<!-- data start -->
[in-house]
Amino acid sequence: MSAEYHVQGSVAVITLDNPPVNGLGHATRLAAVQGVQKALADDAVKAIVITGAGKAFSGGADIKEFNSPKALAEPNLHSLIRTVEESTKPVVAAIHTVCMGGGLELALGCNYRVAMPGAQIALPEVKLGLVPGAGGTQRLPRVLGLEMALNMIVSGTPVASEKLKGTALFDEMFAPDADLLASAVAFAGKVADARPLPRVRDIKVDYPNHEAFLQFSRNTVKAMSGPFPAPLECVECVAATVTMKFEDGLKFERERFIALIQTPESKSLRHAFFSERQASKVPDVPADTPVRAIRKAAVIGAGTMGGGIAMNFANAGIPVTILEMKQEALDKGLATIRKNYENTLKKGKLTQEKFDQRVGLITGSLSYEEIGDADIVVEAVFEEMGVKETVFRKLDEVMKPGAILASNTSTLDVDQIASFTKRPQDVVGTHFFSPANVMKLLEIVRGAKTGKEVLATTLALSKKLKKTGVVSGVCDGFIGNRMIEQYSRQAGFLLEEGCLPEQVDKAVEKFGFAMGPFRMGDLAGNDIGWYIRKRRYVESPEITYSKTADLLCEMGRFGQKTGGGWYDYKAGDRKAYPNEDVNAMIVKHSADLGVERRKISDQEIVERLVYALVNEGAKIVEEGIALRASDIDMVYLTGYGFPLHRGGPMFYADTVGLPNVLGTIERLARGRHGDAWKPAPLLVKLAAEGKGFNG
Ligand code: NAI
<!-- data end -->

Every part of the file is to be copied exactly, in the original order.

[in-house]
Amino acid sequence: MSAEYHVQGSVAVITLDNPPVNGLGHATRLAAVQGVQKALADDAVKAIVITGAGKAFSGGADIKEFNSPKALAEPNLHSLIRTVEESTKPVVAAIHTVCMGGGLELALGCNYRVAMPGAQIALPEVKLGLVPGAGGTQRLPRVLGLEMALNMIVSGTPVASEKLKGTALFDEMFAPDADLLASAVAFAGKVADARPLPRVRDIKVDYPNHEAFLQFSRNTVKAMSGPFPAPLECVECVAATVTMKFEDGLKFERERFIALIQTPESKSLRHAFFSERQASKVPDVPADTPVRAIRKAAVIGAGTMGGGIAMNFANAGIPVTILEMKQEALDKGLATIRKNYENTLKKGKLTQEKFDQRVGLITGSLSYEEIGDADIVVEAVFEEMGVKETVFRKLDEVMKPGAILASNTSTLDVDQIASFTKRPQDVVGTHFFSPANVMKLLEIVRGAKTGKEVLATTLALSKKLKKTGVVSGVCDGFIGNRMIEQYSRQAGFLLEEGCLPEQVDKAVEKFGFAMGPFRMGDLAGNDIGWYIRKRRYVESPEITYSKTADLLCEMGRFGQKTGGGWYDYKAGDRKAYPNEDVNAMIVKHSADLGVERRKISDQEIVERLVYALVNEGAKIVEEGIALRASDIDMVYLTGYGFPLHRGGPMFYADTVGLPNVLGTIERLARGRHGDAWKPAPLLVKLAAEGKGFNG
Ligand code: NAI